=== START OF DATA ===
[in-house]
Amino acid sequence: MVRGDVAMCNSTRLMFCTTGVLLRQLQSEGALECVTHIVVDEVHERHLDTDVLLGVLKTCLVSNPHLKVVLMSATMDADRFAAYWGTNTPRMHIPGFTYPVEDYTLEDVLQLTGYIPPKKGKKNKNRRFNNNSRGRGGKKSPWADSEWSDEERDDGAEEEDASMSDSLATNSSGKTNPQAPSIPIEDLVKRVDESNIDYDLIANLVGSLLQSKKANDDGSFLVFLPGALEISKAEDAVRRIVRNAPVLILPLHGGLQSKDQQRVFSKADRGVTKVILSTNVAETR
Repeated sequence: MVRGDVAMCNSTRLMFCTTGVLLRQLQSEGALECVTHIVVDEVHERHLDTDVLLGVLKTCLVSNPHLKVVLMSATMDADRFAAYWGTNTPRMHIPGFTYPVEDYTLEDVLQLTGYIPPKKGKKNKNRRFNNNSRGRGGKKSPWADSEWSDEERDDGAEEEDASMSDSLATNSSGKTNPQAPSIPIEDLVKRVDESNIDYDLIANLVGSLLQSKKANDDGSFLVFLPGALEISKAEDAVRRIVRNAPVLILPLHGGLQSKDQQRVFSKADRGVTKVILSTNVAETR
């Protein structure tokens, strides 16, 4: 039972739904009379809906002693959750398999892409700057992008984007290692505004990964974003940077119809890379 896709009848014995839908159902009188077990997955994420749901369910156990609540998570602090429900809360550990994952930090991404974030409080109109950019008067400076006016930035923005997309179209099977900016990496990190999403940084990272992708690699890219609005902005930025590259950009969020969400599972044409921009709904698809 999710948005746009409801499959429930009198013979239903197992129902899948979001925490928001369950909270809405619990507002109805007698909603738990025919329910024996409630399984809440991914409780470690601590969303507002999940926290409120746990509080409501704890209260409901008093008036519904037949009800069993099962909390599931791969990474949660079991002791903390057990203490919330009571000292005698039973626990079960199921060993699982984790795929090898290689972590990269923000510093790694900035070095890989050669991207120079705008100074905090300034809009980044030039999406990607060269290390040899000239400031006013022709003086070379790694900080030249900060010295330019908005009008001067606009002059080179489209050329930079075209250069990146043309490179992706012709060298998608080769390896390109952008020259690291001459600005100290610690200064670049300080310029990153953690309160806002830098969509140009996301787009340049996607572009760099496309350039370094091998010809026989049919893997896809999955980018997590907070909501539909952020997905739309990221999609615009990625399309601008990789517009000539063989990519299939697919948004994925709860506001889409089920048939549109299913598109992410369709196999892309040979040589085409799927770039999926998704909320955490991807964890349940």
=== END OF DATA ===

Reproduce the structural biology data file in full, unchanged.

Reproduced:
[in-house]
Amino acid sequence: MVRGDVAMCNSTRLMFCTTGVLLRQLQSEGALECVTHIVVDEVHERHLDTDVLLGVLKTCLVSNPHLKVVLMSATMDADRFAAYWGTNTPRMHIPGFTYPVEDYTLEDVLQLTGYIPPKKGKKNKNRRFNNNSRGRGGKKSPWADSEWSDEERDDGAEEEDASMSDSLATNSSGKTNPQAPSIPIEDLVKRVDESNIDYDLIANLVGSLLQSKKANDDGSFLVFLPGALEISKAEDAVRRIVRNAPVLILPLHGGLQSKDQQRVFSKADRGVTKVILSTNVAETR
Repeated sequence: MVRGDVAMCNSTRLMFCTTGVLLRQLQSEGALECVTHIVVDEVHERHLDTDVLLGVLKTCLVSNPHLKVVLMSATMDADRFAAYWGTNTPRMHIPGFTYPVEDYTLEDVLQLTGYIPPKKGKKNKNRRFNNNSRGRGGKKSPWADSEWSDEERDDGAEEEDASMSDSLATNSSGKTNPQAPSIPIEDLVKRVDESNIDYDLIANLVGSLLQSKKANDDGSFLVFLPGALEISKAEDAVRRIVRNAPVLILPLHGGLQSKDQQRVFSKADRGVTKVILSTNVAETR
């Protein structure tokens, strides 16, 4: 039972739904009379809906002693959750398999892409700057992008984007290692505004990964974003940077119809890379 896709009848014995839908159902009188077990997955994420749901369910156990609540998570602090429900809360550990994952930090991404974030409080109109950019008067400076006016930035923005997309179209099977900016990496990190999403940084990272992708690699890219609005902005930025590259950009969020969400599972044409921009709904698809 999710948005746009409801499959429930009198013979239903197992129902899948979001925490928001369950909270809405619990507002109805007698909603738990025919329910024996409630399984809440991914409780470690601590969303507002999940926290409120746990509080409501704890209260409901008093008036519904037949009800069993099962909390599931791969990474949660079991002791903390057990203490919330009571000292005698039973626990079960199921060993699982984790795929090898290689972590990269923000510093790694900035070095890989050669991207120079705008100074905090300034809009980044030039999406990607060269290390040899000239400031006013022709003086070379790694900080030249900060010295330019908005009008001067606009002059080179489209050329930079075209250069990146043309490179992706012709060298998608080769390896390109952008020259690291001459600005100290610690200064670049300080310029990153953690309160806002830098969509140009996301787009340049996607572009760099496309350039370094091998010809026989049919893997896809999955980018997590907070909501539909952020997905739309990221999609615009990625399309601008990789517009000539063989990519299939697919948004994925709860506001889409089920048939549109299913598109992410369709196999892309040979040589085409799927770039999926998704909320955490991807964890349940």